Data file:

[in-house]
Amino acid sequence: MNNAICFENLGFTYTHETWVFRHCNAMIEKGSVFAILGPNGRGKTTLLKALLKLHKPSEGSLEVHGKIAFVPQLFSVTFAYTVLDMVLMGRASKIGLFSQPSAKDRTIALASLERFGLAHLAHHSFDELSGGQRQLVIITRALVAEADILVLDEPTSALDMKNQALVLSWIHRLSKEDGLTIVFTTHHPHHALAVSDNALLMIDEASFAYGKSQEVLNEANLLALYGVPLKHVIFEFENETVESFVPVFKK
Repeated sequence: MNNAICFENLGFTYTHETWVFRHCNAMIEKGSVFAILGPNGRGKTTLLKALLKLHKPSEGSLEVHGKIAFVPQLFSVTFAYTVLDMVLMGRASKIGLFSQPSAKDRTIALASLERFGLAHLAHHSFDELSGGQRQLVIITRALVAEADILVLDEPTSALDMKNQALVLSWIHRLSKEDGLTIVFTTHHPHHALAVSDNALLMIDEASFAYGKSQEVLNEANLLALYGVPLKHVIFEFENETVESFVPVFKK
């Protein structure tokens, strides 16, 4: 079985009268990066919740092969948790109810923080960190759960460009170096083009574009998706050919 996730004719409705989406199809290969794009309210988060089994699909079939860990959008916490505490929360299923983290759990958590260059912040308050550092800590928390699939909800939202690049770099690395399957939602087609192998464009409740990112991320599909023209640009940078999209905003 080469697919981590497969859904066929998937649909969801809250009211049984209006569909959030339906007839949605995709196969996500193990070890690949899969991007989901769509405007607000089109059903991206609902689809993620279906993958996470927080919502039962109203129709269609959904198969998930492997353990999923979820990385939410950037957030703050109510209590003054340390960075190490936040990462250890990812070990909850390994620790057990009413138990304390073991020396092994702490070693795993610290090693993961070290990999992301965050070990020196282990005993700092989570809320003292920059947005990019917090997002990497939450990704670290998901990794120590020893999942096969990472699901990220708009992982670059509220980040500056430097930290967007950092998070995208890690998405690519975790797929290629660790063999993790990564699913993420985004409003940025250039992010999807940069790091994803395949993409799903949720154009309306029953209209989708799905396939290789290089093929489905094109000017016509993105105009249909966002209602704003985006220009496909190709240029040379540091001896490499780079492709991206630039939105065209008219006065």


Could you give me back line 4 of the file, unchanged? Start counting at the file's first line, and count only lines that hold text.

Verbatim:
């Protein structure tokens, strides 16, 4: 079985009268990066919740092969948790109810923080960190759960460009170096083009574009998706050919 996730004719409705989406199809290969794009309210988060089994699909079939860990959008916490505490929360299923983290759990958590260059912040308050550092800590928390699939909800939202690049770099690395399957939602087609192998464009409740990112991320599909023209640009940078999209905003 080469697919981590497969859904066929998937649909969801809250009211049984209006569909959030339906007839949605995709196969996500193990070890690949899969991007989901769509405007607000089109059903991206609902689809993620279906993958996470927080919502039962109203129709269609959904198969998930492997353990999923979820990385939410950037957030703050109510209590003054340390960075190490936040990462250890990812070990909850390994620790057990009413138990304390073991020396092994702490070693795993610290090693993961070290990999992301965050070990020196282990005993700092989570809320003292920059947005990019917090997002990497939450990704670290998901990794120590020893999942096969990472699901990220708009992982670059509220980040500056430097930290967007950092998070995208890690998405690519975790797929290629660790063999993790990564699913993420985004409003940025250039992010999807940069790091994803395949993409799903949720154009309306029953209209989708799905396939290789290089093929489905094109000017016509993105105009249909966002209602704003985006220009496909190709240029040379540091001896490499780079492709991206630039939105065209008219006065």